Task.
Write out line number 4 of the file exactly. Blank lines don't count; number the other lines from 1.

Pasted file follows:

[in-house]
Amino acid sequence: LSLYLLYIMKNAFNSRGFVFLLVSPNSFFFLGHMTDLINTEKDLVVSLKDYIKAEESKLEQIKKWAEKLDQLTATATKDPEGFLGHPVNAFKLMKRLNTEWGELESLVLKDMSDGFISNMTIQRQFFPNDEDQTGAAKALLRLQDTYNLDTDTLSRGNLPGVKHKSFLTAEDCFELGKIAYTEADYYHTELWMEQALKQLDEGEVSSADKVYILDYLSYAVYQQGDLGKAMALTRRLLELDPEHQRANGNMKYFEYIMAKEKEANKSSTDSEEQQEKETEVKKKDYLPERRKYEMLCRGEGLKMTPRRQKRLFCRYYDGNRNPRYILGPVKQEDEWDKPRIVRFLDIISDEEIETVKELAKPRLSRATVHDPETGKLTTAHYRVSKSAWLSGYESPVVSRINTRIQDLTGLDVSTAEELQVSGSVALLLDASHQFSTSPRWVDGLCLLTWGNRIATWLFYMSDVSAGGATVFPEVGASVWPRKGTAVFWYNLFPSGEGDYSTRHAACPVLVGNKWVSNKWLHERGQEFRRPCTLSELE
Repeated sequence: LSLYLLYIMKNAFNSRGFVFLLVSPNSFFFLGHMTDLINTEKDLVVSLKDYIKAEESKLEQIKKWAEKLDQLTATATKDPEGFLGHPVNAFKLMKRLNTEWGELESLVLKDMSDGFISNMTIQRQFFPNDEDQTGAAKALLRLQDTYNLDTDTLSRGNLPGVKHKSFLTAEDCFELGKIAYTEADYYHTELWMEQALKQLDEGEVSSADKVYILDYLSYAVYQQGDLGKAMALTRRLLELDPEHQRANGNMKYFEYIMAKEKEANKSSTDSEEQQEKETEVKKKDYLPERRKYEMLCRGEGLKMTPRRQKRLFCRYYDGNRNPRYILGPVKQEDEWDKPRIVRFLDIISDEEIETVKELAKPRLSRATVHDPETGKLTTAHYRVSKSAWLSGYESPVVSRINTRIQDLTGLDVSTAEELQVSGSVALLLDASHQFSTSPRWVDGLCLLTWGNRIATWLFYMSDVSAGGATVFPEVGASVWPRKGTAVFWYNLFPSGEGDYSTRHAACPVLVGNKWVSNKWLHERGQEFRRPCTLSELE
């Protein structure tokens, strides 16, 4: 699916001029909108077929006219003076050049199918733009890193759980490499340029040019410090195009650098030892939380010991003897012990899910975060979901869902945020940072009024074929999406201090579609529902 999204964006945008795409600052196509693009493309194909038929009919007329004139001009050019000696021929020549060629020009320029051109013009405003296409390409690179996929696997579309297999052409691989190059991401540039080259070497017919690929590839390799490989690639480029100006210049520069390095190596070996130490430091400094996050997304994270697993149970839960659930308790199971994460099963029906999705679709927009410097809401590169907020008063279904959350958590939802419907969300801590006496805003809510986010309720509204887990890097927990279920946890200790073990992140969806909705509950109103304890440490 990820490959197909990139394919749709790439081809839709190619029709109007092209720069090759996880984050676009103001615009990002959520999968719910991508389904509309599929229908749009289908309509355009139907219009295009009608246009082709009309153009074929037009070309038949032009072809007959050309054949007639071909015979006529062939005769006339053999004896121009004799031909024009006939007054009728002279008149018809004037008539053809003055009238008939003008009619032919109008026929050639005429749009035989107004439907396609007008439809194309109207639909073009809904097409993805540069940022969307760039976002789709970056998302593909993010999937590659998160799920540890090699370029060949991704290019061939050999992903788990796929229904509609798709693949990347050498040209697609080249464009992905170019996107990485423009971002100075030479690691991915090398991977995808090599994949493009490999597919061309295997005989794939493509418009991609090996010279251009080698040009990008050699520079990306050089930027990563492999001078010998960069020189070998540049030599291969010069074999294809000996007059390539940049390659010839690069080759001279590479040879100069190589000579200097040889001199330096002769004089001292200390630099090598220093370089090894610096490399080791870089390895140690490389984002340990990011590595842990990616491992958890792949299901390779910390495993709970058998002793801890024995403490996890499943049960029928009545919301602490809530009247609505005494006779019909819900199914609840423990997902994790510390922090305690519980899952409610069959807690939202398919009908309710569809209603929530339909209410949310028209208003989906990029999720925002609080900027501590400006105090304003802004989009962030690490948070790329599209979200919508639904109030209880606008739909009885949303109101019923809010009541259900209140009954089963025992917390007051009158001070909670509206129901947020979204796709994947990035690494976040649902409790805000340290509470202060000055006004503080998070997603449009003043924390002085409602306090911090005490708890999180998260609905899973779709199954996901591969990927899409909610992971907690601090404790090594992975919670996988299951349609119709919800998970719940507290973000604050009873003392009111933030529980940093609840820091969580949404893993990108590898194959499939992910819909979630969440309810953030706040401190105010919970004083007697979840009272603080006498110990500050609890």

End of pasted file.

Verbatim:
């Protein structure tokens, strides 16, 4: 699916001029909108077929006219003076050049199918733009890193759980490499340029040019410090195009650098030892939380010991003897012990899910975060979901869902945020940072009024074929999406201090579609529902 999204964006945008795409600052196509693009493309194909038929009919007329004139001009050019000696021929020549060629020009320029051109013009405003296409390409690179996929696997579309297999052409691989190059991401540039080259070497017919690929590839390799490989690639480029100006210049520069390095190596070996130490430091400094996050997304994270697993149970839960659930308790199971994460099963029906999705679709927009410097809401590169907020008063279904959350958590939802419907969300801590006496805003809510986010309720509204887990890097927990279920946890200790073990992140969806909705509950109103304890440490 990820490959197909990139394919749709790439081809839709190619029709109007092209720069090759996880984050676009103001615009990002959520999968719910991508389904509309599929229908749009289908309509355009139907219009295009009608246009082709009309153009074929037009070309038949032009072809007959050309054949007639071909015979006529062939005769006339053999004896121009004799031909024009006939007054009728002279008149018809004037008539053809003055009238008939003008009619032919109008026929050639005429749009035989107004439907396609007008439809194309109207639909073009809904097409993805540069940022969307760039976002789709970056998302593909993010999937590659998160799920540890090699370029060949991704290019061939050999992903788990796929229904509609798709693949990347050498040209697609080249464009992905170019996107990485423009971002100075030479690691991915090398991977995808090599994949493009490999597919061309295997005989794939493509418009991609090996010279251009080698040009990008050699520079990306050089930027990563492999001078010998960069020189070998540049030599291969010069074999294809000996007059390539940049390659010839690069080759001279590479040879100069190589000579200097040889001199330096002769004089001292200390630099090598220093370089090894610096490399080791870089390895140690490389984002340990990011590595842990990616491992958890792949299901390779910390495993709970058998002793801890024995403490996890499943049960029928009545919301602490809530009247609505005494006779019909819900199914609840423990997902994790510390922090305690519980899952409610069959807690939202398919009908309710569809209603929530339909209410949310028209208003989906990029999720925002609080900027501590400006105090304003802004989009962030690490948070790329599209979200919508639904109030209880606008739909009885949303109101019923809010009541259900209140009954089963025992917390007051009158001070909670509206129901947020979204796709994947990035690494976040649902409790805000340290509470202060000055006004503080998070997603449009003043924390002085409602306090911090005490708890999180998260609905899973779709199954996901591969990927899409909610992971907690601090404790090594992975919670996988299951349609119709919800998970719940507290973000604050009873003392009111933030529980940093609840820091969580949404893993990108590898194959499939992910819909979630969440309810953030706040401190105010919970004083007697979840009272603080006498110990500050609890």